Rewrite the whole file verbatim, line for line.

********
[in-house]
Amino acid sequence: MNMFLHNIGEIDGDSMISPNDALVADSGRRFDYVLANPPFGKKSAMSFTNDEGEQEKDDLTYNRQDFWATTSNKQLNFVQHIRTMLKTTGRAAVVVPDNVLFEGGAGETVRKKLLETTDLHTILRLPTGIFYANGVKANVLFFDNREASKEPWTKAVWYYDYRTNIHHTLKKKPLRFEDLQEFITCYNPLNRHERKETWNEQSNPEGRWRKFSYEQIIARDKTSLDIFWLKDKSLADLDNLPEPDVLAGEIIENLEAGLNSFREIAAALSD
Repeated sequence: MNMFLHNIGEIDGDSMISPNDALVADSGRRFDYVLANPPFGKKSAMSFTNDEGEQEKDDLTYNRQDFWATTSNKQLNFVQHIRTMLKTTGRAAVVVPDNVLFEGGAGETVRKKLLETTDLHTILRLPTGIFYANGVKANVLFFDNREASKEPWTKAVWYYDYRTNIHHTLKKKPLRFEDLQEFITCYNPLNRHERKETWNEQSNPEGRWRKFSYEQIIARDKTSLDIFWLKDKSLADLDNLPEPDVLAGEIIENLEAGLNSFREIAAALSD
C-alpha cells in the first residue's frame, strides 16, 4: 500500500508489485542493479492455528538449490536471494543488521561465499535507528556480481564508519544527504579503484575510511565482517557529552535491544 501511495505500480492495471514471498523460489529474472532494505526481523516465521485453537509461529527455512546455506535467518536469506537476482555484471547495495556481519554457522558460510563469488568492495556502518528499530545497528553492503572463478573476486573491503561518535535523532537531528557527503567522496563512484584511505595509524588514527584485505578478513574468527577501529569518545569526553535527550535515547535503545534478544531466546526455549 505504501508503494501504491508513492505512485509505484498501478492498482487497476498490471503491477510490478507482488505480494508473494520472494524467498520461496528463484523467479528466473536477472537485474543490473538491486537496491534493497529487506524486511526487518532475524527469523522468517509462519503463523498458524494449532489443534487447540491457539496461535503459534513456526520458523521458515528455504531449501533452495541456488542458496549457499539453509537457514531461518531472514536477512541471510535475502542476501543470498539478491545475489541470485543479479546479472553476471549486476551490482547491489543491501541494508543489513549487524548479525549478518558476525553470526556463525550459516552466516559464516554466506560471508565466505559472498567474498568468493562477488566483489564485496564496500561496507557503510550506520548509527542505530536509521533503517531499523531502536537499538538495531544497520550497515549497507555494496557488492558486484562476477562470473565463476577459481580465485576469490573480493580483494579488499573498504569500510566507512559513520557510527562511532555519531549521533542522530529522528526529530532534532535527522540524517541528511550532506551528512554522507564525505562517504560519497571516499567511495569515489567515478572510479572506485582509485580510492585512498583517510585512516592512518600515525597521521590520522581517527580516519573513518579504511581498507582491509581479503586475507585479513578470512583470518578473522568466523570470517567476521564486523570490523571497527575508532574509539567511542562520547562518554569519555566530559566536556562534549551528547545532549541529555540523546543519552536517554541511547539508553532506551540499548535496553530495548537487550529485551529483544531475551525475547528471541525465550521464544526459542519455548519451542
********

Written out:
[in-house]
Amino acid sequence: MNMFLHNIGEIDGDSMISPNDALVADSGRRFDYVLANPPFGKKSAMSFTNDEGEQEKDDLTYNRQDFWATTSNKQLNFVQHIRTMLKTTGRAAVVVPDNVLFEGGAGETVRKKLLETTDLHTILRLPTGIFYANGVKANVLFFDNREASKEPWTKAVWYYDYRTNIHHTLKKKPLRFEDLQEFITCYNPLNRHERKETWNEQSNPEGRWRKFSYEQIIARDKTSLDIFWLKDKSLADLDNLPEPDVLAGEIIENLEAGLNSFREIAAALSD
Repeated sequence: MNMFLHNIGEIDGDSMISPNDALVADSGRRFDYVLANPPFGKKSAMSFTNDEGEQEKDDLTYNRQDFWATTSNKQLNFVQHIRTMLKTTGRAAVVVPDNVLFEGGAGETVRKKLLETTDLHTILRLPTGIFYANGVKANVLFFDNREASKEPWTKAVWYYDYRTNIHHTLKKKPLRFEDLQEFITCYNPLNRHERKETWNEQSNPEGRWRKFSYEQIIARDKTSLDIFWLKDKSLADLDNLPEPDVLAGEIIENLEAGLNSFREIAAALSD
C-alpha cells in the first residue's frame, strides 16, 4: 500500500508489485542493479492455528538449490536471494543488521561465499535507528556480481564508519544527504579503484575510511565482517557529552535491544 501511495505500480492495471514471498523460489529474472532494505526481523516465521485453537509461529527455512546455506535467518536469506537476482555484471547495495556481519554457522558460510563469488568492495556502518528499530545497528553492503572463478573476486573491503561518535535523532537531528557527503567522496563512484584511505595509524588514527584485505578478513574468527577501529569518545569526553535527550535515547535503545534478544531466546526455549 505504501508503494501504491508513492505512485509505484498501478492498482487497476498490471503491477510490478507482488505480494508473494520472494524467498520461496528463484523467479528466473536477472537485474543490473538491486537496491534493497529487506524486511526487518532475524527469523522468517509462519503463523498458524494449532489443534487447540491457539496461535503459534513456526520458523521458515528455504531449501533452495541456488542458496549457499539453509537457514531461518531472514536477512541471510535475502542476501543470498539478491545475489541470485543479479546479472553476471549486476551490482547491489543491501541494508543489513549487524548479525549478518558476525553470526556463525550459516552466516559464516554466506560471508565466505559472498567474498568468493562477488566483489564485496564496500561496507557503510550506520548509527542505530536509521533503517531499523531502536537499538538495531544497520550497515549497507555494496557488492558486484562476477562470473565463476577459481580465485576469490573480493580483494579488499573498504569500510566507512559513520557510527562511532555519531549521533542522530529522528526529530532534532535527522540524517541528511550532506551528512554522507564525505562517504560519497571516499567511495569515489567515478572510479572506485582509485580510492585512498583517510585512516592512518600515525597521521590520522581517527580516519573513518579504511581498507582491509581479503586475507585479513578470512583470518578473522568466523570470517567476521564486523570490523571497527575508532574509539567511542562520547562518554569519555566530559566536556562534549551528547545532549541529555540523546543519552536517554541511547539508553532506551540499548535496553530495548537487550529485551529483544531475551525475547528471541525465550521464544526459542519455548519451542